A breakdown: Conservation Easements | TSLN.com
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A breakdown: Conservation Easements

By Deanna Nelson-Licking for Tri-State LIvestock News

One motivation behind landowners voluntarily entering into perpetual agriculture conservation easements is to protect their agriculture heritage, land productivity and to keep their land intact. “Landowners see our Ag conservation easements as a way to protect their ranches, for land conservation and to be able to pass them on to future generations,” said Jessica Crowder, executive director of the Wyoming Stock Growers Land Trust.

Agriculture conservation easements are a voluntary, legally recorded permanent deed restriction that is placed on a specific property used for agriculture production, to preserve the property for future generations. The easements can either be donated to a land trust or organization, or purchased outright with funds from private donations, nonprofit groups, federal, state and local governments. In many cases the landowner is paid for up to 75 percent of the value with the remaining 25 percent considered a donation. The value of conservation easements are determined by qualified appraisers, the land value is determined before the easement and subtracts the land value after the easement. The difference is the value of the easement. In cases of the landowner donating all or part of the easement they may receive important tax benefits. But it is up to each individual county assessor on how they classify land after an easement is filed. In some cases crop land is reclassified as range land so lowering the rate but if cropland is now classified as recreational land the rate might increase, noted Brad Soncksen, Nebraska Assistant State Conservationist for Programs.

The Farm Bill provides a significant portion of the funds for conservation easement purchases. The 2014 Farm Bill consolidated the Farm and Ranch Lands Protection Program, the Grassland Reserve Program and the Wetlands Reserve Program into the Agriculture Conservation Easement Program (ACEP). Under this new program the Natural Resource Conservation District (NRCS), helps state and local governments, land trusts and tribes protect agriculture lands from development and other non-ag uses. These easements include Agriculture Land Easements (ALE) and Wetland Reserve Easements.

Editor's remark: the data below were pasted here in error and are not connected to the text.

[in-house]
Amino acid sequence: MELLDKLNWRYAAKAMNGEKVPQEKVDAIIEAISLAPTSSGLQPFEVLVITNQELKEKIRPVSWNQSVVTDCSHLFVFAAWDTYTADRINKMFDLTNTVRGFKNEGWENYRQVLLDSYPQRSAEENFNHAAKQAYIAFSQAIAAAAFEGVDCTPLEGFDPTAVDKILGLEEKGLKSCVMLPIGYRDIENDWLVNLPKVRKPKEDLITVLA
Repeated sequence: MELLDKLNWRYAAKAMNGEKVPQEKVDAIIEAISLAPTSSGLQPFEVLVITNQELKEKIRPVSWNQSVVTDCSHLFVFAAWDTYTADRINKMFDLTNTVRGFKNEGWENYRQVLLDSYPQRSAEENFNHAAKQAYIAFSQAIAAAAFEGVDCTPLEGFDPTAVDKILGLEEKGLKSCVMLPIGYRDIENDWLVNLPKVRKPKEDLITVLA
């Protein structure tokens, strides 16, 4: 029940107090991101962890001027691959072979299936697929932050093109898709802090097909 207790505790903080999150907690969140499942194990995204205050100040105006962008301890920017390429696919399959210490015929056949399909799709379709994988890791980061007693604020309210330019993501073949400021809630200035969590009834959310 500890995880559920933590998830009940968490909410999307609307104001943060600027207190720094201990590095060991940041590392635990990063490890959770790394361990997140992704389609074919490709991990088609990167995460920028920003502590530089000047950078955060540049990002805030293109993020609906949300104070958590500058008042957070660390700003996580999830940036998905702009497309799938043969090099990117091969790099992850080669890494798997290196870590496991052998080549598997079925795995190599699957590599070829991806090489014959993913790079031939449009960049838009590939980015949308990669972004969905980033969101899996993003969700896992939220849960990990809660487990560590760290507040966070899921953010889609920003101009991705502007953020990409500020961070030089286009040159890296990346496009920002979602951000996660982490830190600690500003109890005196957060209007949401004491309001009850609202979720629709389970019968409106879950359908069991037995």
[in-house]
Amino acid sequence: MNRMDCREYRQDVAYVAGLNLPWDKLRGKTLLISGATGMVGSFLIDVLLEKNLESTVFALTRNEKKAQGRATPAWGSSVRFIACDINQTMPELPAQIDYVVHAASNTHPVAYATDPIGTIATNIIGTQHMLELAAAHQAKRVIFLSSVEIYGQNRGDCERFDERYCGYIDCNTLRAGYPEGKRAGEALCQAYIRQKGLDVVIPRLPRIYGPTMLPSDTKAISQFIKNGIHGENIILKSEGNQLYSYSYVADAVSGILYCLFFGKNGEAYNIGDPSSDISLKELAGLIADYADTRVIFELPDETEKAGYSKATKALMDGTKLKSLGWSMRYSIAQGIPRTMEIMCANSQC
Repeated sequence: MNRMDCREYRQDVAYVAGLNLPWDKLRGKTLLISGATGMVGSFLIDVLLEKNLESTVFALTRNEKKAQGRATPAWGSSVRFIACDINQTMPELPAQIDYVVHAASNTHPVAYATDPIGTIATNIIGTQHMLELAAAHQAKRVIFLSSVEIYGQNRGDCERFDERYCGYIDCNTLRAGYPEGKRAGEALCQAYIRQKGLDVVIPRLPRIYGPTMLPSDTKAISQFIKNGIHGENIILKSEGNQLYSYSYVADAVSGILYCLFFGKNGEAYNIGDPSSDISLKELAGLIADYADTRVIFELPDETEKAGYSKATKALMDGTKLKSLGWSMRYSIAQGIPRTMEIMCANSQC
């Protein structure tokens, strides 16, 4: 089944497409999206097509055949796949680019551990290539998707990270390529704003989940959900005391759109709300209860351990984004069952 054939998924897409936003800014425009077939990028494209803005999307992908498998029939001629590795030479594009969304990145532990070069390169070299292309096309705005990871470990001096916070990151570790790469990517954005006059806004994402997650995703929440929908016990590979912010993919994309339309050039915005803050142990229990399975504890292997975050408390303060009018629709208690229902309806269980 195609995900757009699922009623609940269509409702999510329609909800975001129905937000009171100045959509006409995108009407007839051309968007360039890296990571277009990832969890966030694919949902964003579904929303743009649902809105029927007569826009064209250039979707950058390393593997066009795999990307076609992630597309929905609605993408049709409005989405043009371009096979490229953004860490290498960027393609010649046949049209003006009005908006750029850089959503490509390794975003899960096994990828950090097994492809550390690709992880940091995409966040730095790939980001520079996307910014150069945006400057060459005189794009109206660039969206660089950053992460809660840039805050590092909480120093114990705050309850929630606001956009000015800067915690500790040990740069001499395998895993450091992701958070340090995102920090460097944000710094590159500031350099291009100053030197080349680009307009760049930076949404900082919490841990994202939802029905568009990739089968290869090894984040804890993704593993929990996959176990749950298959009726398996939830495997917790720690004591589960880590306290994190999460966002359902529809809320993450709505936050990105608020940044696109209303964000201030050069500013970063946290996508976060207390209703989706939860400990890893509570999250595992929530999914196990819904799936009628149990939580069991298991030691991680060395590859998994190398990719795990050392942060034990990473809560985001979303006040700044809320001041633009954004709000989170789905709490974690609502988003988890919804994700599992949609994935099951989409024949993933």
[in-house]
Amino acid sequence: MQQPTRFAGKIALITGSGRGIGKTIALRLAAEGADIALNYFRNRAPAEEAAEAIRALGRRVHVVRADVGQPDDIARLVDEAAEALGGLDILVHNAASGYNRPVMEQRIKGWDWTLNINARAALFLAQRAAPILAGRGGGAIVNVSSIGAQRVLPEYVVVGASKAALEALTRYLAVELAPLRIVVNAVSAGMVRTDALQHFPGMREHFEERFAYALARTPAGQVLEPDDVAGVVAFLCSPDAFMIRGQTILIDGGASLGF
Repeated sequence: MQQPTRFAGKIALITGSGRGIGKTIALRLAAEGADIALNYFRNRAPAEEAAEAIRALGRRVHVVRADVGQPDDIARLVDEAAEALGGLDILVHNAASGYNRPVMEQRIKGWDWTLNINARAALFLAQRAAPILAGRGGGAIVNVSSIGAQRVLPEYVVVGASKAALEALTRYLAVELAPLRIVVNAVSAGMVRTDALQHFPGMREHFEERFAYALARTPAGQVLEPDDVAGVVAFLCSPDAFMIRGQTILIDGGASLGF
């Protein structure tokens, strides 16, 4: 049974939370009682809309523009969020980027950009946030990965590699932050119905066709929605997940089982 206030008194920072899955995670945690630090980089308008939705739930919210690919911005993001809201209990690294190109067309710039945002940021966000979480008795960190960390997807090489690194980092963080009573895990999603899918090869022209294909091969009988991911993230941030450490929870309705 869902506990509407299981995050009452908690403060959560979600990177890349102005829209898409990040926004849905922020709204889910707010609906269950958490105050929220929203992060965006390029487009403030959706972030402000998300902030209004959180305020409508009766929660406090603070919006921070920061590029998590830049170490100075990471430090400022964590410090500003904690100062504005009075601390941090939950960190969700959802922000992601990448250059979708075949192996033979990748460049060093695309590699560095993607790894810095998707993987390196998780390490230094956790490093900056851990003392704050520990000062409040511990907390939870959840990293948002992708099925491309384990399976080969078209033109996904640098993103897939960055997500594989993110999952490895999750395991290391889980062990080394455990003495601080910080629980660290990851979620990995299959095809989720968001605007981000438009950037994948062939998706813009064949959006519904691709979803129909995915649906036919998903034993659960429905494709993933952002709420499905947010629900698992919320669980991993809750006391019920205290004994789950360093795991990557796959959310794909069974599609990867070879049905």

In the 2018 Farm Bill, the conservation title of the budget makes up seven percent of the bill’s total projected mandatory spending over ten years, so 60 billion of the total 867 billion dollars. The largest land retirement program, Conservation Reserve Program (CRP) was expanded and reauthorized by increasing the CRP enrollment limit in annual increments from 24 million acres in 2019 to 27 million acres by 2023. According to the Land Trust Alliance, the 2018 Farm Bill increased funding for ACEP from 250 million to 450 million dollars a year, it also included numerous provisions to streamline the ALE process. One provision permits eligible entities to purchase farm or ranch land with the intent of holding for a limited period of time, use ALE to secure an easement to protect the property and sell the land to a farmer or rancher at the agriculture value.

Easements are recorded at the county courthouse and a deed is filed, the easements are monitored by either the government or by the organization the easement is partnered with, usually on an annual basis. “Landowners own the property, pay the taxes and they can sell the land and the easement is transferred to the new owner. Some Ag land easements have stipulations that the easement has to be sold as a whole,” said Soncksen.



The USDA website announced that by April 2, 2021, the USDA and private landowners have partnered to protect more than 5 million acres of wetlands, grasslands and prime farmland, an area the size of New Jersey. Since October 2020 the NRCS has enrolled 110,000 acres in new conservation easements. Currently agricultural land easements, including grassland easements, total more than 1.9 million acres. The National Conservation Easement Database has compiled conservation easement records throughout the United States; their website states that non-governmental organizations hold the greatest percent of collected conservation easements by acreage. Their database is working to provide a comprehensive picture of the estimated 40 million acres of conservation easement lands in the United States. They currently have an estimated 60 percent of all U.S easement mapped; with over 130,000 easements, totaling 24.7 million acres listed.

“We recognize conservation easements as a valuable tool for land owners to pass on their land. Clean air, water, wildlife habit, all of that is vital to preserve, our ranchers are the best stewards of the land, and we are committed to having the tools in place for those who want to reach their goals, they are our providers of food and fiber,” Crowder said.

Margaret Byfield of American Stewards of Liberty cautions that conservation easement agreements can be entered into with numerous different trusts and organizations completely voluntarily by the land owner. But once the paperwork is filed those perpetual easements can be sold to other land trusts or even the federal government without even consulting the landowner. The property owner holds the title but the control is held by whoever holds the easement.

Soncksen said that easements are ways to protect the land and to keep it in agriculture, so it is not developed and is preserved for wildlife habit and recreation use. “Keeping ag land as ag land.”

 


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